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DigB

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So I made an Oatmeal Stout and pitched Wyeast 1335, when I smacked the smack pack I guess I hit it harder that anticipated and it popped a little hole in the package. Anyway, I taped it up hoping that would be ok but it didn't puff up like normal. At the end of brew day I pitched into my carboy, and gave it a little shake. I normally splash the heck out of it when I transfer from my kettle to the fermenter. Well 36 hours later, there is 0 activity in the fermenter. I tell my self to RDWHAHB but I'm starting to get concerned. If nothing happens after 48 hours should I consider re-pitching with a new pack?
 

VikeMan

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So I made an Oatmeal Stout and pitched Wyeast 1335, when I smacked the smack pack I guess I hit it harder that anticipated and it popped a little hole in the package. Anyway, I taped it up hoping that would be ok but it didn't puff up like normal.
The lack of expansion could be due to dud yeast. Or it could be due to the tape not fully sealing the pack. How confident are you in your tape job? One thing we can say for sure is that poking a hole in the package didn't harm the yeast.

Well 36 hours later, there is 0 activity in the fermenter. I tell my self to RDWHAHB but I'm starting to get concerned. If nothing happens after 48 hours should I consider re-pitching with a new pack?
How are you determining "0 actvity?"
 

kh54s10

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There are several of questions that come to mind. How old was the pack? What is the OG of the Stout? How was the pack stored prior to use?

I always make a starter when using liquid yeast. IMO, for anything over 1.040 I would make a starter to be sure I am pitching enough healthy cells. Anything over 1.060 will require more yeast than what is contained in a Smack Pack

Smack Packs do not always swell. That in itself does not mean the yeast is bad. Though it should swell some.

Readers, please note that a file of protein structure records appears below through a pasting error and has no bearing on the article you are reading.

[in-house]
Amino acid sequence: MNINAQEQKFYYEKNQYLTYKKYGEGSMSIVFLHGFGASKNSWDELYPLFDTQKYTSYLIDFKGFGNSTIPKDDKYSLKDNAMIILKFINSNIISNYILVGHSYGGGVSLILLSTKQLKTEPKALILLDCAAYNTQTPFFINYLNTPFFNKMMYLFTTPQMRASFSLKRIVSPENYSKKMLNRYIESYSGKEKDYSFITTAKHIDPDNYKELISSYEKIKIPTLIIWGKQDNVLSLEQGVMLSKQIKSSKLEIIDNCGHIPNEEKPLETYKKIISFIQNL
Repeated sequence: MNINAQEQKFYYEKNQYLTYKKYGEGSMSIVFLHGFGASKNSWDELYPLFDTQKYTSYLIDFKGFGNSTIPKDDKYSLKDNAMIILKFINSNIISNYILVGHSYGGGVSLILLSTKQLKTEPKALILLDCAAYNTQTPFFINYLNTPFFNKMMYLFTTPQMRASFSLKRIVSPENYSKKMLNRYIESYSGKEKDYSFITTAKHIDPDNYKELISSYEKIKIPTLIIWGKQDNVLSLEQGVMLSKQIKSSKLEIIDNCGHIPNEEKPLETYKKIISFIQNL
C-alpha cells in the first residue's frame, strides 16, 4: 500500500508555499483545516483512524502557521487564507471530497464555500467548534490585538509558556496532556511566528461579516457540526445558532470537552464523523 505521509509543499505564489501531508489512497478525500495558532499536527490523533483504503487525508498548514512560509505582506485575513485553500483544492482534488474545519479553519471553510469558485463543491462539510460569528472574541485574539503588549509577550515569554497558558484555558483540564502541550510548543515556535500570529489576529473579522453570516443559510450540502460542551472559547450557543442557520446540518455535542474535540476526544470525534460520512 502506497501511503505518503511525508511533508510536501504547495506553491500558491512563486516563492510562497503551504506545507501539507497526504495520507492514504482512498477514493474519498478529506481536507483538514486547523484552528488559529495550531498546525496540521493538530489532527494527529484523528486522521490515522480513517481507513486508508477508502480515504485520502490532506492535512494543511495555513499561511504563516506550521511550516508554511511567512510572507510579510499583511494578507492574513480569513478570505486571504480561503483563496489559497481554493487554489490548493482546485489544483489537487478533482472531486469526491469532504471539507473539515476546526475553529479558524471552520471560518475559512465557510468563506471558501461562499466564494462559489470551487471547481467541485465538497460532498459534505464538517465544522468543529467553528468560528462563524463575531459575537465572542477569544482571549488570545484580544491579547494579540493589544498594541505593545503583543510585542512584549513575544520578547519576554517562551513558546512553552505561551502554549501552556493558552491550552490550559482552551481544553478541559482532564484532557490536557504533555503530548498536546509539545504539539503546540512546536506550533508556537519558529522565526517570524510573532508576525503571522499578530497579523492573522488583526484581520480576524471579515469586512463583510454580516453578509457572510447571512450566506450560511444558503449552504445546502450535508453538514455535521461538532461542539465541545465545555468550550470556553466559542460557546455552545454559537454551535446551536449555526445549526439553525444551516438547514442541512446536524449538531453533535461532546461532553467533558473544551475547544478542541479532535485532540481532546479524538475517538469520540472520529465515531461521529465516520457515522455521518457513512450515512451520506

In answer, I would say that at 48 hours - yes, pitch more yeast.
 
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DigB

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The lack of expansion could be due to dud yeast. Or it could be due to the tape not fully sealing the pack. How confident are you in your tape job? One thing we can say for sure is that poking a hole in the package didn't harm the yeast.



How are you determining "0 actvity?"
By 0 activity, I can't really see the sides as it's in a chest freezer but there is no Krausen forming at all.
 
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DigB

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There are several of questions that come to mind. How old was the pack? What is the OG of the Stout? How was the pack stored prior to use?

I always make a starter when using liquid yeast. IMO, for anything over 1.040 I would make a starter to be sure I am pitching enough healthy cells. Anything over 1.060 will require more yeast than what is contained in a Smack Pack

Smack Packs do not always swell. That in itself does not mean the yeast is bad. Though it should swell some.

In answer, I would say that at 48 hours - yes, pitch more yeast.
The OG was 1.062 and the pack was fairly new but I don't know the date. The homebrew shop is good at keeping stuff fresh and it was bought the week before brew day. It was stored in the fridge as soon as I got home. I'm going to be looking at getting a stir plate to make starters but I don't have one as of yet
 

VikeMan

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By 0 activity, I can't really see the sides as it's in a chest freezer but there is no Krausen forming at all.